Kaplan was born in Mürzzuschlag, Austria into a railroad worker's family. He graduated from high school in Vienna in 1895, after which he attended the Technical University of Vienna, where he studied civil engineering and specialised in diesel engines. From 1900 to 1901 he was drafted into military service in Pula. After working in Vienna with a specialisation in motors, he moved to the German Technical University in Brno to conduct research at the institute of civil engineering. He spent the next three decades of his life in Brno, and nearly all his inventions and research are connected with his professorship there (he became a full professor in 1918).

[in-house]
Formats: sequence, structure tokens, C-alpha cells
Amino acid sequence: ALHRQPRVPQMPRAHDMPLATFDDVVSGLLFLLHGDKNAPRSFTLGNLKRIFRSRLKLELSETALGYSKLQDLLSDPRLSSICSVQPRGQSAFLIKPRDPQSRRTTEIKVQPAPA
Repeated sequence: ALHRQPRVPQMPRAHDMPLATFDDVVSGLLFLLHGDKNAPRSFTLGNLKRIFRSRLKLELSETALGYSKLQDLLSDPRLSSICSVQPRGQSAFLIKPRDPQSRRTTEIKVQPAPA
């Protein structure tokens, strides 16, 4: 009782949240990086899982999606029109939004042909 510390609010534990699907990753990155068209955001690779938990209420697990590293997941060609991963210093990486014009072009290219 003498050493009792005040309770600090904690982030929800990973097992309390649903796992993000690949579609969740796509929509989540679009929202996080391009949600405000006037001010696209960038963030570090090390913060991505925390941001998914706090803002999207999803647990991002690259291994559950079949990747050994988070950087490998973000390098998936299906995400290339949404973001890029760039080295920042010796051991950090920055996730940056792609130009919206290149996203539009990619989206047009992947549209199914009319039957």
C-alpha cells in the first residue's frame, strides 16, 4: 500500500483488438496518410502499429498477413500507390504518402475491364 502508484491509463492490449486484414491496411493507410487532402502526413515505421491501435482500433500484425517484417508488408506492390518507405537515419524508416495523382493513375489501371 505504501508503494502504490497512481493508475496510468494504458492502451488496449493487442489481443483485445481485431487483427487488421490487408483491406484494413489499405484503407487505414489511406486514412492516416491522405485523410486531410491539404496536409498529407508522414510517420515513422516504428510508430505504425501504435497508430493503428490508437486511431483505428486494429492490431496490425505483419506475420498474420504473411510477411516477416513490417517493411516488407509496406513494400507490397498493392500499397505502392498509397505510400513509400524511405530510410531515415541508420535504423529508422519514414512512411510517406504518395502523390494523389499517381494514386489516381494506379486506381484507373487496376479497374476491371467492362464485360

In 1912 he published his most notable work: the Kaplan turbine, a revolutionary water turbine that was especially fitted to produce electricity from large streams with only a moderate incline. From 1912 to 1913 he received four patents on these kinds of turbines. In 1913 he was appointed head of the institute for water turbines. In 1918 Kaplan turbines were first built by the Storek construction company for a textile manufacturer in Lower Austria. After the success of the first Kaplan turbines, they started being used worldwide and today remain one of the most widely used kinds of water turbines.
In 1926 and 1934 Kaplan received honorary doctorates. He died of a stroke in 1934 at Unterach am Attersee, Austria.